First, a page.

What to Expect When Your Pup is Expecting: How Many Puppies Can a French Bulldog Have?

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I adore my purebred French Bulldog, so when I tell you she’s the smartest, most beautiful dog in the world, you probably take that with a grain of salt. 

But in all honesty, she is a stunning, impressive Frenchie, which is why my husband and I started discussing the possibility of breeding her with an equally impressive stud. Breeding dogs is not a task any dog owner should jump into or take lightly; it requires a lot of research.

One of my main questions was, how many puppies can a French Bulldog have? 

This question, among many others, is an important one to answer before you get into the business. It’s also crucial to think about in cases of accidental Frenchie pregnancy. I’ll show you what I’ve learned through this experience. 

What Is the Average French Bulldog Litter Size?

Knowing how many puppies are in a French Bulldog litter is crucial, as you will need to put a plan in place for post-birth puppy care and home placement. 

An average female Frenchie will give birth to three puppies. On rare occasions, your Frenchie may house a litter of four or five puppies. Anything more than that is almost unheard of. 

While three is the average, it’s best to get an official number nailed down. Your dog should have regular visits with her veterinarian throughout the pregnancy, and after three weeks, your vet will be able to observe the puppies in three different ways:

  • Palpation
  • X-Ray
  • Ultrasound

A veterinarian can usually give you a pretty accurate answer to how many puppies your dog is carrying using one or more of these methods. 

How Many Litters Can a French Bulldog Have?

Breeding a French Bulldog once involves many risks, and the risks increase each time you do so again. 

Any female Frenchie should have no more than three litters max. Many experts also recommend waiting at least 18 months between litters to ensure the dog heals properly and can handle another pregnancy. 

French Bulldogs face many challenges and health risks during the breeding and birthing process, so it’s crucial to follow these guidelines to keep them safe. 

Limits or Risks Involved in Breeding Frenchies

There will always be some risk involved when breeding dogs, just like there are always risks with human pregnancies. But when breeding French Bulldogs, there are particular risks specific to the breed that you should know. 

High Cesarean Risk

One of the most significant issues that breeders face when working with French Bulldogs is that they often need a cesarean section to deliver their puppies.

French Bulldogs are small to begin with, but they also have narrow hindquarters, a small pelvis, and a small birth canal – all factors that make natural birthing a challenge. 

On top of that, Frenchies have quite large heads and broad chests, making it difficult for their puppies to make it through the birth canal. Natural birth can be life-threatening for both the puppies and the mother. 

This difficulty to deliver due to size is called dystocia.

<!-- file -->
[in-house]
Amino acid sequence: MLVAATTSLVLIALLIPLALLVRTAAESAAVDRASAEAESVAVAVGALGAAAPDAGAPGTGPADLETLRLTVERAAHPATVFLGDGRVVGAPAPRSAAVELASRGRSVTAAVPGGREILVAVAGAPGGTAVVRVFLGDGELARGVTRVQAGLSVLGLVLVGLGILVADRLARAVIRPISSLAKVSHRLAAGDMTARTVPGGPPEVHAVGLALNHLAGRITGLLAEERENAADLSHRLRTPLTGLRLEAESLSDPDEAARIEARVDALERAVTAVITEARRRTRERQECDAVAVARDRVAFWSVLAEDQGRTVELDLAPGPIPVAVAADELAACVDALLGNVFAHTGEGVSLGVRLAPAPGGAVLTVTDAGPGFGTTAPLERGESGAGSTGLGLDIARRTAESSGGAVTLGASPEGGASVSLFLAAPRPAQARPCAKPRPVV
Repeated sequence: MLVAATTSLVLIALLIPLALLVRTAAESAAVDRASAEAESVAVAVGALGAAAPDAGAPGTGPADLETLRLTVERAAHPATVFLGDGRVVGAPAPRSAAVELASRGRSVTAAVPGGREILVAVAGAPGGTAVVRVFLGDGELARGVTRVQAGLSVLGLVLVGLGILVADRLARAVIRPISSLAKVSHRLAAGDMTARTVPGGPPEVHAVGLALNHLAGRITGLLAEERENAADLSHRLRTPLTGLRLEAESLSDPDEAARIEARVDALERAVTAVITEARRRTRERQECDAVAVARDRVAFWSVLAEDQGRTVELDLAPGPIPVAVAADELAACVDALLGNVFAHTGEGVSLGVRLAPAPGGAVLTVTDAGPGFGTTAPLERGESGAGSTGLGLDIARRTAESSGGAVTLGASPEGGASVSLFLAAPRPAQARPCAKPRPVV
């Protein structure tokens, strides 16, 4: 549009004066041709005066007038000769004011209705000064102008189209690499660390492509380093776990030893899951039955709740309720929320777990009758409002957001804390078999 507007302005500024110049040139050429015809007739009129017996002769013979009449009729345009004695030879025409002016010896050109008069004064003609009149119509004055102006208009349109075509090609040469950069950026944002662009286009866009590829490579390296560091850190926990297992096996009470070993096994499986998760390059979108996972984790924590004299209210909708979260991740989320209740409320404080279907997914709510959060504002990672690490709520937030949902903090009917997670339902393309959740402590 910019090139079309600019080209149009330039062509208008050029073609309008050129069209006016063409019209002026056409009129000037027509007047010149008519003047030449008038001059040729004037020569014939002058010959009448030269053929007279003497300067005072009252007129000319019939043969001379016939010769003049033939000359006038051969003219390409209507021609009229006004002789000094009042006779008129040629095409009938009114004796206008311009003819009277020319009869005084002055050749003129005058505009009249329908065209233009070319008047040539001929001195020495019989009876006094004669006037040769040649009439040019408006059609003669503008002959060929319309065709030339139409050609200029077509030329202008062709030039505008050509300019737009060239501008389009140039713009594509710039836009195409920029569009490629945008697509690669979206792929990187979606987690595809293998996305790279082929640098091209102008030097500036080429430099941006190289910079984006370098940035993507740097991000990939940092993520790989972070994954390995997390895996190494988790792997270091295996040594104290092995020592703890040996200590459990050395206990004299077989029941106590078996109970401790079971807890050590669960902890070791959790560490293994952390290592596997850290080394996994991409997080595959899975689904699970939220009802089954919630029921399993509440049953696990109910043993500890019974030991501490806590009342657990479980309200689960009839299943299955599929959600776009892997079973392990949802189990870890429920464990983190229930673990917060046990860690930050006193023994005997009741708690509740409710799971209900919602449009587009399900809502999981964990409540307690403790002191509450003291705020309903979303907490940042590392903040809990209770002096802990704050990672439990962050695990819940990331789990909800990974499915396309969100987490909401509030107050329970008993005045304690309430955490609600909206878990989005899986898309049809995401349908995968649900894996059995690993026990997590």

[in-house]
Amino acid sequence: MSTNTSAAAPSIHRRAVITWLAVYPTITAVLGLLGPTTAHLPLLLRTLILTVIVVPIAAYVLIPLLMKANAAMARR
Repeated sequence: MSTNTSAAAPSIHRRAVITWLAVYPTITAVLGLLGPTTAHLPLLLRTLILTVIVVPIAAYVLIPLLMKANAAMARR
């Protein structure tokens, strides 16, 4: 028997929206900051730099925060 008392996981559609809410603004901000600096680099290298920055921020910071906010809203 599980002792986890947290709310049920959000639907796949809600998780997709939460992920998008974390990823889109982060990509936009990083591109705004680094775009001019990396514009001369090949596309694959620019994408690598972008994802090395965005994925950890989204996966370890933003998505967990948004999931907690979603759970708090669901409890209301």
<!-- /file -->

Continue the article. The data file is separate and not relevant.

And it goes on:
French Bulldog Breeding

Breeding French Bulldogs, in general, is a tasking business for the simple fact that the males are often too small. French Bulldogs have very short legs, making natural breeding difficult for males. 

In short, many male Frenchies are just too short to mount a female and stay in position long enough for insemination. 

Because of this height issue, the breed often needs assistance during the breeding process. The male needs help physically staying in position, or the female needs artificial insemination. 

Both avenues take lots of research, experience, and care. It’s not a job just anyone should perform. 

French Bulldog Health Issues

French Bulldogs are prone to several diseases, so consider carefully before breeding your female. Any genetic disease that your dog has may get passed on to her puppies. Get your dog screened by a vet for these issues, if possible. 

So, what are we looking at in terms of a Frenchie’s health issues? Take a look below:

  • Brachycephalic Syndrome: Breeds with flat noses, like French Bulldogs, are prone to this disease that can obstruct their airways. Depending on the severity, your Frenchie may have loud breathing, snoring, and even trouble inhaling. 
  • Cherry Eye: French Bulldogs have a genetic predisposition for cherry eye. This condition causes inflammation of the tear gland and can be painful for your pup. 
  • Allergies: It’s pretty common for French Bulldogs to have food allergies. They may also have respiratory allergies. 
  • Disc Herniation: Your French Bulldog may be more likely to suffer a disc herniation due to its unique body shape. A disc herniation is when the intervertebral disc degenerates. The disc presses into the spinal cord and can cause severe pain, loss of bladder control, and even paralysis. 

If your French Bulldog has some severe health issues, it may not be a wise choice to breed her. Not only could it be dangerous for her health to carry out a pregnancy, but she may pass along detrimental genes to her babies. 

Caring for Your French Bulldog During Pregnancy